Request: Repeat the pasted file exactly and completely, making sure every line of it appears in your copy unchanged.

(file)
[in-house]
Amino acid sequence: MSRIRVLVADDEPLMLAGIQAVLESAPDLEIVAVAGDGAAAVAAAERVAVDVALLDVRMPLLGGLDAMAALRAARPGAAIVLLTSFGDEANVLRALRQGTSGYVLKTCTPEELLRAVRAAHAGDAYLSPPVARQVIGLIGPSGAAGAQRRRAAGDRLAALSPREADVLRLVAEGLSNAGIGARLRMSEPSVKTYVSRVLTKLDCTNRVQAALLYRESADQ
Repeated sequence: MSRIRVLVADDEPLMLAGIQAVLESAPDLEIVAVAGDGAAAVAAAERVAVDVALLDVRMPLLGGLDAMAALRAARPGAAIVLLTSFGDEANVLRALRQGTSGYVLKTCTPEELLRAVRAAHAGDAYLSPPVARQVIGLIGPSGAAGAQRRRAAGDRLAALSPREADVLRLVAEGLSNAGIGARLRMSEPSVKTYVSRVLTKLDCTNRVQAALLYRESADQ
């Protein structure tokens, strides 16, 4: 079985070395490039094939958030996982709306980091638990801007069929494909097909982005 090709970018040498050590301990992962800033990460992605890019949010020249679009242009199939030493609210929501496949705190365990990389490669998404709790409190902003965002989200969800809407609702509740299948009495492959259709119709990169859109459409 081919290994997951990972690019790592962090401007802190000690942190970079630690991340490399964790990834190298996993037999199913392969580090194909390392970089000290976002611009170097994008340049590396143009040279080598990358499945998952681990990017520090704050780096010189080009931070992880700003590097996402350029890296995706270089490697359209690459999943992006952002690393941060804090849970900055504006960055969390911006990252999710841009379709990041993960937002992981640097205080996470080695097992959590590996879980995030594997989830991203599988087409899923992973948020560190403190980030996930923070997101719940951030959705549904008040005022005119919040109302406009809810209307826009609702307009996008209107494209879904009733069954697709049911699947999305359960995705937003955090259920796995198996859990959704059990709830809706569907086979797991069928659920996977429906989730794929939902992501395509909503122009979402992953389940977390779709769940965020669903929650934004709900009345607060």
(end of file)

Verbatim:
[in-house]
Amino acid sequence: MSRIRVLVADDEPLMLAGIQAVLESAPDLEIVAVAGDGAAAVAAAERVAVDVALLDVRMPLLGGLDAMAALRAARPGAAIVLLTSFGDEANVLRALRQGTSGYVLKTCTPEELLRAVRAAHAGDAYLSPPVARQVIGLIGPSGAAGAQRRRAAGDRLAALSPREADVLRLVAEGLSNAGIGARLRMSEPSVKTYVSRVLTKLDCTNRVQAALLYRESADQ
Repeated sequence: MSRIRVLVADDEPLMLAGIQAVLESAPDLEIVAVAGDGAAAVAAAERVAVDVALLDVRMPLLGGLDAMAALRAARPGAAIVLLTSFGDEANVLRALRQGTSGYVLKTCTPEELLRAVRAAHAGDAYLSPPVARQVIGLIGPSGAAGAQRRRAAGDRLAALSPREADVLRLVAEGLSNAGIGARLRMSEPSVKTYVSRVLTKLDCTNRVQAALLYRESADQ
């Protein structure tokens, strides 16, 4: 079985070395490039094939958030996982709306980091638990801007069929494909097909982005 090709970018040498050590301990992962800033990460992605890019949010020249679009242009199939030493609210929501496949705190365990990389490669998404709790409190902003965002989200969800809407609702509740299948009495492959259709119709990169859109459409 081919290994997951990972690019790592962090401007802190000690942190970079630690991340490399964790990834190298996993037999199913392969580090194909390392970089000290976002611009170097994008340049590396143009040279080598990358499945998952681990990017520090704050780096010189080009931070992880700003590097996402350029890296995706270089490697359209690459999943992006952002690393941060804090849970900055504006960055969390911006990252999710841009379709990041993960937002992981640097205080996470080695097992959590590996879980995030594997989830991203599988087409899923992973948020560190403190980030996930923070997101719940951030959705549904008040005022005119919040109302406009809810209307826009609702307009996008209107494209879904009733069954697709049911699947999305359960995705937003955090259920796995198996859990959704059990709830809706569907086979797991069928659920996977429906989730794929939902992501395509909503122009979402992953389940977390779709769940965020669903929650934004709900009345607060």